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Watch out couch potatoes! Children watching excessive amounts of TV between the ages of 3.5 and 7.5 double their risk of developing asthma, a recent study indicates.  (Source: The Daily Mail)
Watch out little couch potatoes, your friend asthma may be coming to town!

British researchers are just taking the fun out of all of life's little evils.  First, a recent study showed that just a glass of wine a day could raise women's risk of getting certain cancers by as much as 40 percent, including greatly increasing the risk of breast and rectal cancers.  Now British research in a separate study conducted by the Avon Longitudinal Study of Parents and Children (ALSPAC) claims that watching TV excessively as a child may double asthma risk.

The new study followed 3,000 children assessing their respiratory tract health from birth to 11.5 years of age.  The ALSPAC also has been following the long term health of 14,000 children and their parents.  The study involved a simple quiz of parents asking them if their children had been coughing or wheezing or if they had been diagnosed with asthma.

It looked for children that had not developed asthma by 3.5 years of age (indicating a greater likelihood for hereditary factors), but had developed it by 7.5 years of age (when lifestyle factors might come into play).  Parents were quizzed on how much TV their children watched a day.

Some might find it odd that the study did not quiz parents on PC use, but the body of the data collection was done in the mid 1990s, before PCs for children were widespread in homes.  What the study did discover was that by 11.5 years of age, 6 percent of children developed asthma symptoms that had none at 3.5 years of age.  Of these children that developed asthma late, they were mostly children that watched excessive amounts of television.

The researchers found that children watching two or more hours of TV a day were more than twice as likely to develop asthma as their peers who spent less tube time.  TV was selected as a major factor as it was the primary sedentary childhood activity in the 90s, though it has since been supplanted slightly by computer use, as mentioned.

The asthma rates showed no clear correlation to weight or gender.  Also, by the time they were 11.5 years old, the children's amount of sedentary time per day was approximately uniform, so TV watching in older children did not appear to be a serious issue.

While the study's authors do not know quite why sedentary behavior might trigger asthma, they point to recent research that indicates that sedentary behavior may influence breathing patterns in children, effecting the development of the lungs and respiratory tract.  These changes may end up causing asthma.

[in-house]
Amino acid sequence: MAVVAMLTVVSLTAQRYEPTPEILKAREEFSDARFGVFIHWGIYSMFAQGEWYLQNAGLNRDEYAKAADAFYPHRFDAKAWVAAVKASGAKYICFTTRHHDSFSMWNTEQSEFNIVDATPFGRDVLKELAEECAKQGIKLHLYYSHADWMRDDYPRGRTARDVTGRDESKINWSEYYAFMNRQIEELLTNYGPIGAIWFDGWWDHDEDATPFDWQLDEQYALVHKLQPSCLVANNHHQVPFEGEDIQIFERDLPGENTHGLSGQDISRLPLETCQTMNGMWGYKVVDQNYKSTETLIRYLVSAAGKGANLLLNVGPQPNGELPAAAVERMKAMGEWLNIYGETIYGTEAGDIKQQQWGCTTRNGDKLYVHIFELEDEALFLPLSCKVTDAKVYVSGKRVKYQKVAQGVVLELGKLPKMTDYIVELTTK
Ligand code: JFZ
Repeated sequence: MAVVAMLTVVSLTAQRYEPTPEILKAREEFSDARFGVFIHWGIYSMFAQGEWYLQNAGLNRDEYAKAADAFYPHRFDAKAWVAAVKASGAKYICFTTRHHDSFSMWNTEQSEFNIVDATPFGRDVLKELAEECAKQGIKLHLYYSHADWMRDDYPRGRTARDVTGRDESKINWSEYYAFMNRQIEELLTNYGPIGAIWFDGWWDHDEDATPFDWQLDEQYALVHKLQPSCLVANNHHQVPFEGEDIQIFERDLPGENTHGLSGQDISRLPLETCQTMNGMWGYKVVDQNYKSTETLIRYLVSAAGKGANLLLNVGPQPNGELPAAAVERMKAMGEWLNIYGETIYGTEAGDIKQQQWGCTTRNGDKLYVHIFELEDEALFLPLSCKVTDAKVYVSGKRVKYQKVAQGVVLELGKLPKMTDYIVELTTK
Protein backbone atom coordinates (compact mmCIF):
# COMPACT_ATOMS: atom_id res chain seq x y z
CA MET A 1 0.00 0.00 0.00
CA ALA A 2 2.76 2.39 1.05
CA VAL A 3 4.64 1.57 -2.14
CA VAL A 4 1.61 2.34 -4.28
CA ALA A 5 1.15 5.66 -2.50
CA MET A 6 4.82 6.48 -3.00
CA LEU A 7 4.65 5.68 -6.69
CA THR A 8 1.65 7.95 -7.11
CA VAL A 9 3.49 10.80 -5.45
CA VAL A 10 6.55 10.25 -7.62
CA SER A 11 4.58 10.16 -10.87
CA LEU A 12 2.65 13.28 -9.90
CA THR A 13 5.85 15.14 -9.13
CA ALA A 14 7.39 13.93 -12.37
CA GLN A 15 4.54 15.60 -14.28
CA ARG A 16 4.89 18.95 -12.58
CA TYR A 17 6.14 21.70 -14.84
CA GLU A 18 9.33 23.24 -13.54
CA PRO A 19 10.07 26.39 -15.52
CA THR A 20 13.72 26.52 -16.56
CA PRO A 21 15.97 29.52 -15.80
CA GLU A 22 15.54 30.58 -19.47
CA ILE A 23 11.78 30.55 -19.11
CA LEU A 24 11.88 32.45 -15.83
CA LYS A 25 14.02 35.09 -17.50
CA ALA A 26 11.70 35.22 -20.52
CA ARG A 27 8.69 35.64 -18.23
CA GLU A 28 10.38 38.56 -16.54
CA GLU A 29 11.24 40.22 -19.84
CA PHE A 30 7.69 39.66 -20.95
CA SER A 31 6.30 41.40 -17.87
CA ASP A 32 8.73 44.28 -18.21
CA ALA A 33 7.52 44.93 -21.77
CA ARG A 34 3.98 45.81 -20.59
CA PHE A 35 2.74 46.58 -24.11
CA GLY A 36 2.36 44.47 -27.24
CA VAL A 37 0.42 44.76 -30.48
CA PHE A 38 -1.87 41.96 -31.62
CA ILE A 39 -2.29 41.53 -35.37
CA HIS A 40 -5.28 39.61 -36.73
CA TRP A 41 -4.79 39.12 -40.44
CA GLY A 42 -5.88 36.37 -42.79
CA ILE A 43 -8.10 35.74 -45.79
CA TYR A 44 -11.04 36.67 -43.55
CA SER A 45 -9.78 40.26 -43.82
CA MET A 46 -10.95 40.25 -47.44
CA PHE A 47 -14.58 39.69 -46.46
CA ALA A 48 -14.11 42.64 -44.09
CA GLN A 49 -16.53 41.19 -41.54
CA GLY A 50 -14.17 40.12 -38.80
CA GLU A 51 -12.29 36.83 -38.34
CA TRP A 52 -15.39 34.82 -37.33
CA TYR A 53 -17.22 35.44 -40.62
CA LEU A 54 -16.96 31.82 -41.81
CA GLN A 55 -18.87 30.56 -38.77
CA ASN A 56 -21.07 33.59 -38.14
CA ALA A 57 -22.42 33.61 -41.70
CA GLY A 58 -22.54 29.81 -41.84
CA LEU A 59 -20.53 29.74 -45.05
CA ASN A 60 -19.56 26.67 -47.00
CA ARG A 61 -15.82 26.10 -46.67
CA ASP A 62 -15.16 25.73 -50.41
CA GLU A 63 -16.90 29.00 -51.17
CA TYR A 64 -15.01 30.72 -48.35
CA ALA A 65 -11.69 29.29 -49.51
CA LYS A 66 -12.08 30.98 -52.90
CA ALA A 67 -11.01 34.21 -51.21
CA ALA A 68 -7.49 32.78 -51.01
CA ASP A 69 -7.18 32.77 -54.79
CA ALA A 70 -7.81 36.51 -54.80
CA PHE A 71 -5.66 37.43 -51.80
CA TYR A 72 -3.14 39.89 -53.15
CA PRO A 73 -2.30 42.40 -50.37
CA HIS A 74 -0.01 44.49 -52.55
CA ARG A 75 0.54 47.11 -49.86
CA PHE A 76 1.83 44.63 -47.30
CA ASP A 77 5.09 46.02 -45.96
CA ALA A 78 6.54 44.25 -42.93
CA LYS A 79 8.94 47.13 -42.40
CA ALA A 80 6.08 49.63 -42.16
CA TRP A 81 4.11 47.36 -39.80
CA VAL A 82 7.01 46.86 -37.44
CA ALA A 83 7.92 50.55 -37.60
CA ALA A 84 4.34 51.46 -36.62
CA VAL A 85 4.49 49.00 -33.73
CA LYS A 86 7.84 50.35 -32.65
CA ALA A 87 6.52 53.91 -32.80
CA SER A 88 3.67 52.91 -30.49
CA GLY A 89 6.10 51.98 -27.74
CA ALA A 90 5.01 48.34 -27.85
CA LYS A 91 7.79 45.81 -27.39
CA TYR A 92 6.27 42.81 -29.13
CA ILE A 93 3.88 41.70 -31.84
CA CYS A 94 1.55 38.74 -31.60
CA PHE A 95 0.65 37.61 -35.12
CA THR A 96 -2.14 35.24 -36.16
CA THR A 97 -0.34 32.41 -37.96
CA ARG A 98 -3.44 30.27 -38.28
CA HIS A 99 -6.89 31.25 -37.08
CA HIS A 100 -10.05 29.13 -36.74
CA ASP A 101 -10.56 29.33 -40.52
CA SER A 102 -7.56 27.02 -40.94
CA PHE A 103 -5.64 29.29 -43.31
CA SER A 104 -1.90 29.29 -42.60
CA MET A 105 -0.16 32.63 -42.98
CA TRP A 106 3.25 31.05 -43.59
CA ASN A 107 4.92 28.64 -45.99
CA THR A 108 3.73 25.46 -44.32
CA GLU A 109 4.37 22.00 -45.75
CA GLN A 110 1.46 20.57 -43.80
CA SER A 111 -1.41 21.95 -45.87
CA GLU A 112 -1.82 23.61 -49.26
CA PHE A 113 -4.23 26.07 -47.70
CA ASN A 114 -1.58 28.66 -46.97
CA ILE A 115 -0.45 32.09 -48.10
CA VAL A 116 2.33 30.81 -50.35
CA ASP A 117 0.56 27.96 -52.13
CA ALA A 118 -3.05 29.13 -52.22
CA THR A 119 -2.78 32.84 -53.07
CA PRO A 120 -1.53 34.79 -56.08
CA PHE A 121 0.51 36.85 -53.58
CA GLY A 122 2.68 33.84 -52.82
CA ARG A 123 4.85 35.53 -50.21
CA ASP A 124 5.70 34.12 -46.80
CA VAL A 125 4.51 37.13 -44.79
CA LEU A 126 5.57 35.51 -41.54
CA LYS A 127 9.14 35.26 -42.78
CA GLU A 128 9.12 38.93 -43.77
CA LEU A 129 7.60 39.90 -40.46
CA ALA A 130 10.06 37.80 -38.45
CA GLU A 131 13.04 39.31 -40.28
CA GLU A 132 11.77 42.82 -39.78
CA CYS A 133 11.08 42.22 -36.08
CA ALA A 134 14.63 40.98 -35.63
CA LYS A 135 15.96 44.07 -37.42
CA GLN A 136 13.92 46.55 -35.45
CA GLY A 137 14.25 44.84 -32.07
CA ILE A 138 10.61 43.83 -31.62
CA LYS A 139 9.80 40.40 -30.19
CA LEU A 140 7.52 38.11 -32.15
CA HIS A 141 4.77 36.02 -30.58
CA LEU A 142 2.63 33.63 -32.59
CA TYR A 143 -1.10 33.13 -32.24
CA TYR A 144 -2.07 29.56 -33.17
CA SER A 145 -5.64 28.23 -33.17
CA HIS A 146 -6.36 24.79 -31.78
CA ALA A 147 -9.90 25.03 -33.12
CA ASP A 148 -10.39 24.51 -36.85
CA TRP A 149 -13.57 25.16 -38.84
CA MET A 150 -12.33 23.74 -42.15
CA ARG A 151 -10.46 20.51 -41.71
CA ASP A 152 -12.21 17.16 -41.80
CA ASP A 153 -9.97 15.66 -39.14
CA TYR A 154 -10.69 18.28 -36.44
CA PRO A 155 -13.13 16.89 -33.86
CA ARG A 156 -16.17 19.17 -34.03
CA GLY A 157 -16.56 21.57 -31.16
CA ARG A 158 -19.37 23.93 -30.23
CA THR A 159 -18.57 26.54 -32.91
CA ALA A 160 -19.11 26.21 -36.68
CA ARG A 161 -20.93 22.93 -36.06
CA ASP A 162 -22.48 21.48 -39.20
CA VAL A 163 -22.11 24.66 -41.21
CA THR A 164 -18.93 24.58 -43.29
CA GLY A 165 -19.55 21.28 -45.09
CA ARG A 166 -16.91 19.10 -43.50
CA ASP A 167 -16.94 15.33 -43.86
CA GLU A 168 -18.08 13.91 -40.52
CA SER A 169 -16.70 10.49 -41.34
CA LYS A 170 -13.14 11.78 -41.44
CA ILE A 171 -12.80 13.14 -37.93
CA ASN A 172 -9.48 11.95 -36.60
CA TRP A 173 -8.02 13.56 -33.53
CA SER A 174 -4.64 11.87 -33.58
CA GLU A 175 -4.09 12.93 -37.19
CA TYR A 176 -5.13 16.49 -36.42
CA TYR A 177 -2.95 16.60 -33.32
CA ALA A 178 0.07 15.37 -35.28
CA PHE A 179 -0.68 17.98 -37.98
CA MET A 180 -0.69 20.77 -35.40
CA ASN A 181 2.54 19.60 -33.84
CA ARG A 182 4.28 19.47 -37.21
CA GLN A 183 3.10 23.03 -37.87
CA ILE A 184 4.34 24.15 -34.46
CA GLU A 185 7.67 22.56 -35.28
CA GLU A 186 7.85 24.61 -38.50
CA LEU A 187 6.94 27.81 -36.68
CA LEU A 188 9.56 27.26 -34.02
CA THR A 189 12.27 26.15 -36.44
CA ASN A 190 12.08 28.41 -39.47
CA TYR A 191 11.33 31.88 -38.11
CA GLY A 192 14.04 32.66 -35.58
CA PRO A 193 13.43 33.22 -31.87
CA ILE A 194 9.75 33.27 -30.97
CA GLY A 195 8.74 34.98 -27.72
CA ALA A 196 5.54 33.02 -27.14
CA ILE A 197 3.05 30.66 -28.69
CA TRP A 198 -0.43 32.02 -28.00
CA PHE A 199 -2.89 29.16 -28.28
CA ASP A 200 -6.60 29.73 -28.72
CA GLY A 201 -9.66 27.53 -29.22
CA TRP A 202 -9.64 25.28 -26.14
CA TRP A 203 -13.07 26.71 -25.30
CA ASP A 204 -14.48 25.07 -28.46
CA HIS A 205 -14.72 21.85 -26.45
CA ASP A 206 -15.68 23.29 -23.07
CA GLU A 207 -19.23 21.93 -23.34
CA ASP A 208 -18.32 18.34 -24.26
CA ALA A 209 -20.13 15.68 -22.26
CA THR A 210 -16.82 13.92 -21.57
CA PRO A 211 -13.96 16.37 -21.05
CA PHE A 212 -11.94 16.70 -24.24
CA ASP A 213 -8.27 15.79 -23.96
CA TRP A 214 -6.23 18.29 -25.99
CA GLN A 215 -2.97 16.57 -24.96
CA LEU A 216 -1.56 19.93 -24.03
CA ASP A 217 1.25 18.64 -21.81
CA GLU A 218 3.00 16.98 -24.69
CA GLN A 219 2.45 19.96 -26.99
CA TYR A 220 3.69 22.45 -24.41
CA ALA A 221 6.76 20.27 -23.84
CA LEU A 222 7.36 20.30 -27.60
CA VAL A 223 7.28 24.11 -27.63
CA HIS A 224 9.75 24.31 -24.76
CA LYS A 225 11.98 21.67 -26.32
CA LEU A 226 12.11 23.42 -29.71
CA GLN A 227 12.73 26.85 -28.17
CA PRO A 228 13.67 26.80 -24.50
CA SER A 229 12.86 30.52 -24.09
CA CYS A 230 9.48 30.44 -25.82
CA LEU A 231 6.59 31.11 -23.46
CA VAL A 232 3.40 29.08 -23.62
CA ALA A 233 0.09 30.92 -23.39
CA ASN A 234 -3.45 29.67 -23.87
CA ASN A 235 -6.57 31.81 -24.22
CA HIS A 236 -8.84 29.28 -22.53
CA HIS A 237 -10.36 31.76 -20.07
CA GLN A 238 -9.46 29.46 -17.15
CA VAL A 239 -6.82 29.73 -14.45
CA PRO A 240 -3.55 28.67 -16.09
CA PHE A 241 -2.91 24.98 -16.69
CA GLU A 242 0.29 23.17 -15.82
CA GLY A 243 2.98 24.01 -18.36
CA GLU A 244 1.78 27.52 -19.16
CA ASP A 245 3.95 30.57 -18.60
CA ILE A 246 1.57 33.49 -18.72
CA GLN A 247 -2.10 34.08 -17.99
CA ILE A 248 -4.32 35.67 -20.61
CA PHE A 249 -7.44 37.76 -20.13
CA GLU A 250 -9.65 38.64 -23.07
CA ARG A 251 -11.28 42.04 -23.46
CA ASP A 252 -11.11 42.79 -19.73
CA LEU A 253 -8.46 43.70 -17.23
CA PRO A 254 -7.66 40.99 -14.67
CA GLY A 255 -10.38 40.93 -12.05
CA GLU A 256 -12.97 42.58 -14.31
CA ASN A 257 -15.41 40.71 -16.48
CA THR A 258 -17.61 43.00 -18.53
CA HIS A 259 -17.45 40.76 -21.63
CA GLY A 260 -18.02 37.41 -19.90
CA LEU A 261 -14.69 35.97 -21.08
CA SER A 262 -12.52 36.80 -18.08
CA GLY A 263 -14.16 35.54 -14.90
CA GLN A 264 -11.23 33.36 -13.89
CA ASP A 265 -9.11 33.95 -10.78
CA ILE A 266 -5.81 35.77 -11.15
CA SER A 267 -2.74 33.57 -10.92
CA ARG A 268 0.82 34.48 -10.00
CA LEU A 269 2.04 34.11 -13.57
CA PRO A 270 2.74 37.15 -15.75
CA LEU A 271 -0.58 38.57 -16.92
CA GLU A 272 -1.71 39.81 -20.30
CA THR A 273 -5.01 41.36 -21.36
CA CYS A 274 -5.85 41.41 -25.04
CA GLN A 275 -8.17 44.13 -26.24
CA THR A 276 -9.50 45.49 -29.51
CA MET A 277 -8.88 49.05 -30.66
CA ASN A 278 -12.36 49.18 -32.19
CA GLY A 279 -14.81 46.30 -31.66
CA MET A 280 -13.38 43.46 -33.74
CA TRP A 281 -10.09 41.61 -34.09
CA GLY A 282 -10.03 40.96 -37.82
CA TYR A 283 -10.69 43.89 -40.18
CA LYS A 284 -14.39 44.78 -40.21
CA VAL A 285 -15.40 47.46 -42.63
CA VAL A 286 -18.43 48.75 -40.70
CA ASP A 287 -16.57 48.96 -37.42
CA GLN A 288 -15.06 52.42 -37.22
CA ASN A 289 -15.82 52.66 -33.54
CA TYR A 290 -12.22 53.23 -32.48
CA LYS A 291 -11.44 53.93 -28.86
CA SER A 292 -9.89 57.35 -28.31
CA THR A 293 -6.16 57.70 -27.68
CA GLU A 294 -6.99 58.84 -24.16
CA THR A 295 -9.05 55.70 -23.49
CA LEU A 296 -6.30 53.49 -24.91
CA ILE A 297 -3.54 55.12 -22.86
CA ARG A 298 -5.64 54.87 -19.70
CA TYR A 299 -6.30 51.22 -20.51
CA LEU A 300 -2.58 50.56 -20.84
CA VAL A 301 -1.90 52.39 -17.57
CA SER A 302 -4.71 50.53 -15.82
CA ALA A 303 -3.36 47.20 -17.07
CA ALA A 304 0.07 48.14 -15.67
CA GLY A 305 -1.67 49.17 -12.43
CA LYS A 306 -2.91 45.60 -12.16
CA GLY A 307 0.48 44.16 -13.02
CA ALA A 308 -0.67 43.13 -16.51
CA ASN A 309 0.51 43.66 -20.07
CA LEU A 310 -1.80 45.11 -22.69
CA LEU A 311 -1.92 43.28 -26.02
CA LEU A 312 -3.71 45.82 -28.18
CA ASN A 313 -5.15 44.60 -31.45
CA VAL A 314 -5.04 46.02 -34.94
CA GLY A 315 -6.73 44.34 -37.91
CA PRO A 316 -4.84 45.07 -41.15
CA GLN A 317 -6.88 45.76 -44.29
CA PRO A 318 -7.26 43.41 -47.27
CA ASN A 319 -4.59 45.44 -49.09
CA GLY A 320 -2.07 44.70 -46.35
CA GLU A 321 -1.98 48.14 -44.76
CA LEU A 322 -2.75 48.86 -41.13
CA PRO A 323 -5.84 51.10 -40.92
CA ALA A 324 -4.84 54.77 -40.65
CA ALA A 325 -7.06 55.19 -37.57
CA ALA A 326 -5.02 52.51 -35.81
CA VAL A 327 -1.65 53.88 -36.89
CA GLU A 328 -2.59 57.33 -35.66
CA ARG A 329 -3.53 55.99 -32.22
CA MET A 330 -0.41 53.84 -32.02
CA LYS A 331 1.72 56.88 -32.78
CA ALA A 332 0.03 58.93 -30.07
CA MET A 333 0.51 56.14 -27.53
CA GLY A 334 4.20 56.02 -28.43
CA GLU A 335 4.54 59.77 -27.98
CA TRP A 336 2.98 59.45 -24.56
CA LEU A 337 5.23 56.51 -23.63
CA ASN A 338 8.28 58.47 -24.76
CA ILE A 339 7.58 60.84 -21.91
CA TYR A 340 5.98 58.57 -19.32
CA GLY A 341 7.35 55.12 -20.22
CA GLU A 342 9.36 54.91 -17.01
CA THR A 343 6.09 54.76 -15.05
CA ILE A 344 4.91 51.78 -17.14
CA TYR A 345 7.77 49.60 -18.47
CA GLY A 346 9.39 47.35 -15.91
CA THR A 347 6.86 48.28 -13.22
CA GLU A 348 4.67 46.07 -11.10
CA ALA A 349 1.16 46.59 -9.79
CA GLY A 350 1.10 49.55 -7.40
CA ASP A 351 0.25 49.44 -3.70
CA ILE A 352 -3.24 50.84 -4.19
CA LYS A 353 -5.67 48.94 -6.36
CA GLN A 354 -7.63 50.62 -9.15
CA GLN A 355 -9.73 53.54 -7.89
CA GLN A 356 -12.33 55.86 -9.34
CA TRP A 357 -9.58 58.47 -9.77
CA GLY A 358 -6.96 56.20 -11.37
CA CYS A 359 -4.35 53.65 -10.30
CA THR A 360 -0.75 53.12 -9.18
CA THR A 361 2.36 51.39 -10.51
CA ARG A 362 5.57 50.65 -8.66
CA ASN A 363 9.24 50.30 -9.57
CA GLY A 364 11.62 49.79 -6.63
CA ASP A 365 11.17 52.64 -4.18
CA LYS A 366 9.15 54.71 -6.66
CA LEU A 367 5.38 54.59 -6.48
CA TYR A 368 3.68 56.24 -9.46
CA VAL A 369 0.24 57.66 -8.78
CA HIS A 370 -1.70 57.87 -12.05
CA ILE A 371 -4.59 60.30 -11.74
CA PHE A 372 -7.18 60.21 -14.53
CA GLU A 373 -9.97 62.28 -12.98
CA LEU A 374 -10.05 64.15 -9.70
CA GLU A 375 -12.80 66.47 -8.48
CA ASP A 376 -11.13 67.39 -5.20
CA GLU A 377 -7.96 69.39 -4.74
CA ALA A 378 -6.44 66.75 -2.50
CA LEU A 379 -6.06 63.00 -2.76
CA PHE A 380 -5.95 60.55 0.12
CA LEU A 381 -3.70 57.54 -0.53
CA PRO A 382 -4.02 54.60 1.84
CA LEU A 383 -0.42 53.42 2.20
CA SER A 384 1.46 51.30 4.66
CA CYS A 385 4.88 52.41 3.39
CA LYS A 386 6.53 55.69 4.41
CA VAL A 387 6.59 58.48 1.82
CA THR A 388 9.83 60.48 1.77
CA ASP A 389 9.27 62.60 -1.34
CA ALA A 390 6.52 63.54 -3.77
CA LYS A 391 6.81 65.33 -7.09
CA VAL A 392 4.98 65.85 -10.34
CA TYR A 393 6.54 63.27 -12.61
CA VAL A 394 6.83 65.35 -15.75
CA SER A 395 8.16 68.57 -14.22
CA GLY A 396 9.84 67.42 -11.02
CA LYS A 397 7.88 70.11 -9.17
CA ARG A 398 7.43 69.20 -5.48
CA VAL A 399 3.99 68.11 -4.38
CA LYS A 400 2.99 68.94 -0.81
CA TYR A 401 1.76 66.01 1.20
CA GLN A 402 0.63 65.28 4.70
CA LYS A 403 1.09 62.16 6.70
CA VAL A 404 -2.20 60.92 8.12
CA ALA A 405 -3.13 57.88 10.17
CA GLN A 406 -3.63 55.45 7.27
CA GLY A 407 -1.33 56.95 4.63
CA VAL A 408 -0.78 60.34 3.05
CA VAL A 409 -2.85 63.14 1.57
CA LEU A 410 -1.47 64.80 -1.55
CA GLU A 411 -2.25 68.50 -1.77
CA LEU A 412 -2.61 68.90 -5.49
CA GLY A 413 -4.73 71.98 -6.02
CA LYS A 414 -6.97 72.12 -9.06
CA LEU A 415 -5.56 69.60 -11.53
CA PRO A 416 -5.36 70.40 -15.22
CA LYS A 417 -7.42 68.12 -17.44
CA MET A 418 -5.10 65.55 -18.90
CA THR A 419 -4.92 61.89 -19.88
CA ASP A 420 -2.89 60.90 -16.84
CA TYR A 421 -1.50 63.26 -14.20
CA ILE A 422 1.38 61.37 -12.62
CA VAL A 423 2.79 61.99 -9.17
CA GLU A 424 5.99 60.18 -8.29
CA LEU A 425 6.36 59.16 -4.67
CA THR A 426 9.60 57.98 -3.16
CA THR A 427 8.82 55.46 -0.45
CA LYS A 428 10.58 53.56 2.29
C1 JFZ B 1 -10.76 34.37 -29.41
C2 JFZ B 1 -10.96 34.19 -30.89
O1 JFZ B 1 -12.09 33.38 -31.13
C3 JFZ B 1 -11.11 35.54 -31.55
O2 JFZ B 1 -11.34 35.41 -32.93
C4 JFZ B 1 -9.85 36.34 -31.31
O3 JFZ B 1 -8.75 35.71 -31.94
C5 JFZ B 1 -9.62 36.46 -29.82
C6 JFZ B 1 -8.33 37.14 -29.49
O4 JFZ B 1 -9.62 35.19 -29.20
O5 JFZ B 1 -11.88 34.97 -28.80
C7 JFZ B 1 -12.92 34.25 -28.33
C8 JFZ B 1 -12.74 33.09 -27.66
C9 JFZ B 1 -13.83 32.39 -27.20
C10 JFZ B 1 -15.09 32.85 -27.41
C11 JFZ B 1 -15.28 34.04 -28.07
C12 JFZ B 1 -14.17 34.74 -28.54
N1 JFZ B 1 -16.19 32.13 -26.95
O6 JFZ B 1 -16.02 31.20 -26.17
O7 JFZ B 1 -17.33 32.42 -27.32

Other studies have indicated that lack of exposure to allergens may lead to increased rates of asthma and allergies.  It is reasonable to assume that children devoting greater time to sedentary pursuits might spend less time outdoors, and thus have less early exposure to pollen or other airborne allergens.

The study appears will appear in the journal Thorax.



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RE: TV Causes Asthma?
By theapparition on 3/11/2009 1:06:37 PM , Rating: 1
While I agree on principle, and am no means an expert, I dispute your assertation that dogs/cats are a root problem of asthma.

I've seen several studies that all come to the same conclusion: Children who grow up in homes with dogs were signifigantly overall healthier than children who did not.

These studies didn't speak directly of asthma, but of overall health. I'd actually like to postulate that inactivity, not causing rapid exercise of lungs, could be just as guilty for causing asthma symptoms. Enviromental concerns are certainly a cause, but I think exercise is just as important.

Overall I agree though. Just because a study indicates correlation, it does not imply causation.


RE: TV Causes Asthma?
By Shane McGlaun (blog) on 3/11/2009 1:10:29 PM , Rating: 2
Pet dander is one of the most common triggers for Asthma along with smoke, pollen, cold air, exertion and others. Pets don't cause asthma.


RE: TV Causes Asthma?
By theapparition on 3/13/2009 9:51:23 AM , Rating: 2
Notice I said dogs/cats. By that, it is implicitly implying pet dander. Obviously fish have little impact on air quality, that's why I didn't say "pets".

And yet I've never seen a study come to the conclusion that children growing up in homes with dogs/cats are unhealthier, they all come to the opposite conclusion. Some scientists postulate that being exposed to dander/allergens at an earlier age causes immunity buildup against asthma and other respitory problems.


RE: TV Causes Asthma?
By Lerianis on 3/13/2009 6:37:37 PM , Rating: 2
That isn't just a postulate, that's actually been proven by looking at twins who were given up for adoption, one living in a home without animals, one with animals.
The one who lived in a home with animals with dander was less likely to have any allergies, because their bodies have gotten used to it, than the person who lived in the pet-free home.


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